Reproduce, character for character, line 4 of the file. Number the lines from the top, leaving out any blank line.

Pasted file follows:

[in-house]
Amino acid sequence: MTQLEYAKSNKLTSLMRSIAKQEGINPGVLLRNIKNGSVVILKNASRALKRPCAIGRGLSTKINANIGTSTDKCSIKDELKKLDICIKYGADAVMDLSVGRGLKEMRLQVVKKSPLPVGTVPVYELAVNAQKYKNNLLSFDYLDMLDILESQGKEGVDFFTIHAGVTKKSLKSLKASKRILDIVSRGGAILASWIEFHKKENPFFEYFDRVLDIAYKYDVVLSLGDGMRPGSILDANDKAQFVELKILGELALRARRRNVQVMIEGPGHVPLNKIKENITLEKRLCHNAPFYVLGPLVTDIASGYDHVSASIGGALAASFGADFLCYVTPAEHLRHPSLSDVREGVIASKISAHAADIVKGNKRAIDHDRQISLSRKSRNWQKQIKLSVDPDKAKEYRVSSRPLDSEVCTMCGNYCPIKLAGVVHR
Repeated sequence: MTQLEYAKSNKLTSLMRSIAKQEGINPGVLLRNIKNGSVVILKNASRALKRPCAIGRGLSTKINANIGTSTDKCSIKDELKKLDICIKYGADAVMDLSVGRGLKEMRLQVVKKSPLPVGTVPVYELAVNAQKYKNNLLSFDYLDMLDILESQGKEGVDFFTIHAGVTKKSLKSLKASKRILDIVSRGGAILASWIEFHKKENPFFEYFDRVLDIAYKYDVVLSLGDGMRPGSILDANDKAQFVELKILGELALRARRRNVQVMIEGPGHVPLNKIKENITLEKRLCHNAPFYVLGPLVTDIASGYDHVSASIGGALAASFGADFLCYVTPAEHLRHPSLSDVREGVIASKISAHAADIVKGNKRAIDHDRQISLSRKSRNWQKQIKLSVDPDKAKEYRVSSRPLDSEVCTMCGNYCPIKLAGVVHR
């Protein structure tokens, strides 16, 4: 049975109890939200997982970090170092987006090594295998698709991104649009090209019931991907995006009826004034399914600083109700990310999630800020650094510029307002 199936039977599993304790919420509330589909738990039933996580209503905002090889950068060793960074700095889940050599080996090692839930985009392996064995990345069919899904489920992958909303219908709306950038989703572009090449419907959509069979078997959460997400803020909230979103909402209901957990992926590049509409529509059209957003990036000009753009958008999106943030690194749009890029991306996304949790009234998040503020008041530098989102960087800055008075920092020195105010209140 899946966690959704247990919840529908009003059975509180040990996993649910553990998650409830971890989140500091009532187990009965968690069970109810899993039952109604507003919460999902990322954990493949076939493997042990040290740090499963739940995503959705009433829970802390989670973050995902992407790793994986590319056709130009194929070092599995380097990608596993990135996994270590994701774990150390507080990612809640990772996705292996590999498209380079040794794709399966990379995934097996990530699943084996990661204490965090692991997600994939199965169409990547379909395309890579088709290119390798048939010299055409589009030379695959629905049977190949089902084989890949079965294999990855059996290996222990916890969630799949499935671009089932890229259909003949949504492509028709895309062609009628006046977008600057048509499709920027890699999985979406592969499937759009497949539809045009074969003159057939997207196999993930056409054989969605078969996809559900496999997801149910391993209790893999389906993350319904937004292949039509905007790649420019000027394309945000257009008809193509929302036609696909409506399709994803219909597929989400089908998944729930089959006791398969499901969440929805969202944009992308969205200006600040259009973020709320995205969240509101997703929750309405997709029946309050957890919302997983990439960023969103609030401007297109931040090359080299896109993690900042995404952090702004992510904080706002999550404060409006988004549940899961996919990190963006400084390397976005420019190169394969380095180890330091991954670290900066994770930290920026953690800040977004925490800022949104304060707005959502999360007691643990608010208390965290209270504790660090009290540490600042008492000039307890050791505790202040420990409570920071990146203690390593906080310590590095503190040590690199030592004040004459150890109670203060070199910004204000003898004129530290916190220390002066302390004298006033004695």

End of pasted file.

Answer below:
């Protein structure tokens, strides 16, 4: 049975109890939200997982970090170092987006090594295998698709991104649009090209019931991907995006009826004034399914600083109700990310999630800020650094510029307002 199936039977599993304790919420509330589909738990039933996580209503905002090889950068060793960074700095889940050599080996090692839930985009392996064995990345069919899904489920992958909303219908709306950038989703572009090449419907959509069979078997959460997400803020909230979103909402209901957990992926590049509409529509059209957003990036000009753009958008999106943030690194749009890029991306996304949790009234998040503020008041530098989102960087800055008075920092020195105010209140 899946966690959704247990919840529908009003059975509180040990996993649910553990998650409830971890989140500091009532187990009965968690069970109810899993039952109604507003919460999902990322954990493949076939493997042990040290740090499963739940995503959705009433829970802390989670973050995902992407790793994986590319056709130009194929070092599995380097990608596993990135996994270590994701774990150390507080990612809640990772996705292996590999498209380079040794794709399966990379995934097996990530699943084996990661204490965090692991997600994939199965169409990547379909395309890579088709290119390798048939010299055409589009030379695959629905049977190949089902084989890949079965294999990855059996290996222990916890969630799949499935671009089932890229259909003949949504492509028709895309062609009628006046977008600057048509499709920027890699999985979406592969499937759009497949539809045009074969003159057939997207196999993930056409054989969605078969996809559900496999997801149910391993209790893999389906993350319904937004292949039509905007790649420019000027394309945000257009008809193509929302036609696909409506399709994803219909597929989400089908998944729930089959006791398969499901969440929805969202944009992308969205200006600040259009973020709320995205969240509101997703929750309405997709029946309050957890919302997983990439960023969103609030401007297109931040090359080299896109993690900042995404952090702004992510904080706002999550404060409006988004549940899961996919990190963006400084390397976005420019190169394969380095180890330091991954670290900066994770930290920026953690800040977004925490800022949104304060707005959502999360007691643990608010208390965290209270504790660090009290540490600042008492000039307890050791505790202040420990409570920071990146203690390593906080310590590095503190040590690199030592004040004459150890109670203060070199910004204000003898004129530290916190220390002066302390004298006033004695």